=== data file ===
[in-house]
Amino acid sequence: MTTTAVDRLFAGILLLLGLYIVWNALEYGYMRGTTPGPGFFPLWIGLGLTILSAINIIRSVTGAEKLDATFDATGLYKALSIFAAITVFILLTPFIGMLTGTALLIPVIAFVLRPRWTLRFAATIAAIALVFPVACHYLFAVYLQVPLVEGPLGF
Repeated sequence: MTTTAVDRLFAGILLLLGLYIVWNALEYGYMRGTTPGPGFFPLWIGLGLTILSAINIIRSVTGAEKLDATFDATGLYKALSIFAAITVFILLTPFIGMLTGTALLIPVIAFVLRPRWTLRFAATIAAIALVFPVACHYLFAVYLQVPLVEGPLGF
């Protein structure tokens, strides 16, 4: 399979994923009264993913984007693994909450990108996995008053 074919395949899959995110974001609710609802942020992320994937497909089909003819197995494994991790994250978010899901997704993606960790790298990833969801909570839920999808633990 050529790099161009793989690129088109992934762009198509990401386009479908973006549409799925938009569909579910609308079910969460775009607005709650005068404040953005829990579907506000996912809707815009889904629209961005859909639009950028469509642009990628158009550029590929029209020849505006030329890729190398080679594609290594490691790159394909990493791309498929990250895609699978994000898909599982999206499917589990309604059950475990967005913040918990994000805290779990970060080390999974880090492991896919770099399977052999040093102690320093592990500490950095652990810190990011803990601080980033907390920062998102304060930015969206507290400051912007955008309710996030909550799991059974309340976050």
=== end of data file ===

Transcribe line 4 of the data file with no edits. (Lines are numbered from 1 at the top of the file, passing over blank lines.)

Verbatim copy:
């Protein structure tokens, strides 16, 4: 399979994923009264993913984007693994909450990108996995008053 074919395949899959995110974001609710609802942020992320994937497909089909003819197995494994991790994250978010899901997704993606960790790298990833969801909570839920999808633990 050529790099161009793989690129088109992934762009198509990401386009479908973006549409799925938009569909579910609308079910969460775009607005709650005068404040953005829990579907506000996912809707815009889904629209961005859909639009950028469509642009990628158009550029590929029209020849505006030329890729190398080679594609290594490691790159394909990493791309498929990250895609699978994000898909599982999206499917589990309604059950475990967005913040918990994000805290779990970060080390999974880090492991896919770099399977052999040093102690320093592990500490950095652990810190990011803990601080980033907390920062998102304060930015969206507290400051912007955008309710996030909550799991059974309340976050």